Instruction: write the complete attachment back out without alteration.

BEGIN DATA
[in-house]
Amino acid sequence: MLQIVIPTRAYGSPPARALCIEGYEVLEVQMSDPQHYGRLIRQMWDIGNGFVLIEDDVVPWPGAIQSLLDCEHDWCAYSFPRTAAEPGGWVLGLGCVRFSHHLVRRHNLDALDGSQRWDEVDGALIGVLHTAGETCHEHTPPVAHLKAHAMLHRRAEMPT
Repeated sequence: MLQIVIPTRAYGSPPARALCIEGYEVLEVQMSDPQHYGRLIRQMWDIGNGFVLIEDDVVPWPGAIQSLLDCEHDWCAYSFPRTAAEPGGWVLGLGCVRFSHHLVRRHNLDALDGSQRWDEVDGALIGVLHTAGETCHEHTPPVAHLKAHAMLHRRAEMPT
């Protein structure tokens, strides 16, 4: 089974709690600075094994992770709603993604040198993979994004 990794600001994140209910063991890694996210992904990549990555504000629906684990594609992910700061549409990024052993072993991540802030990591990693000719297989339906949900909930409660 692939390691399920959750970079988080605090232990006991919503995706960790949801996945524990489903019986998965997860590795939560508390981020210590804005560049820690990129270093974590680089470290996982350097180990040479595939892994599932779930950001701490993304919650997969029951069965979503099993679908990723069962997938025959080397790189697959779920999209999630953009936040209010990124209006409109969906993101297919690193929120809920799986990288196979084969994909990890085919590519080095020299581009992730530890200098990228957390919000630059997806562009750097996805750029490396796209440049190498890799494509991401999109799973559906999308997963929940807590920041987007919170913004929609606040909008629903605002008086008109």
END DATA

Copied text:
[in-house]
Amino acid sequence: MLQIVIPTRAYGSPPARALCIEGYEVLEVQMSDPQHYGRLIRQMWDIGNGFVLIEDDVVPWPGAIQSLLDCEHDWCAYSFPRTAAEPGGWVLGLGCVRFSHHLVRRHNLDALDGSQRWDEVDGALIGVLHTAGETCHEHTPPVAHLKAHAMLHRRAEMPT
Repeated sequence: MLQIVIPTRAYGSPPARALCIEGYEVLEVQMSDPQHYGRLIRQMWDIGNGFVLIEDDVVPWPGAIQSLLDCEHDWCAYSFPRTAAEPGGWVLGLGCVRFSHHLVRRHNLDALDGSQRWDEVDGALIGVLHTAGETCHEHTPPVAHLKAHAMLHRRAEMPT
């Protein structure tokens, strides 16, 4: 089974709690600075094994992770709603993604040198993979994004 990794600001994140209910063991890694996210992904990549990555504000629906684990594609992910700061549409990024052993072993991540802030990591990693000719297989339906949900909930409660 692939390691399920959750970079988080605090232990006991919503995706960790949801996945524990489903019986998965997860590795939560508390981020210590804005560049820690990129270093974590680089470290996982350097180990040479595939892994599932779930950001701490993304919650997969029951069965979503099993679908990723069962997938025959080397790189697959779920999209999630953009936040209010990124209006409109969906993101297919690193929120809920799986990288196979084969994909990890085919590519080095020299581009992730530890200098990228957390919000630059997806562009750097996805750029490396796209440049190498890799494509991401999109799973559906999308997963929940807590920041987007919170913004929609606040909008629903605002008086008109």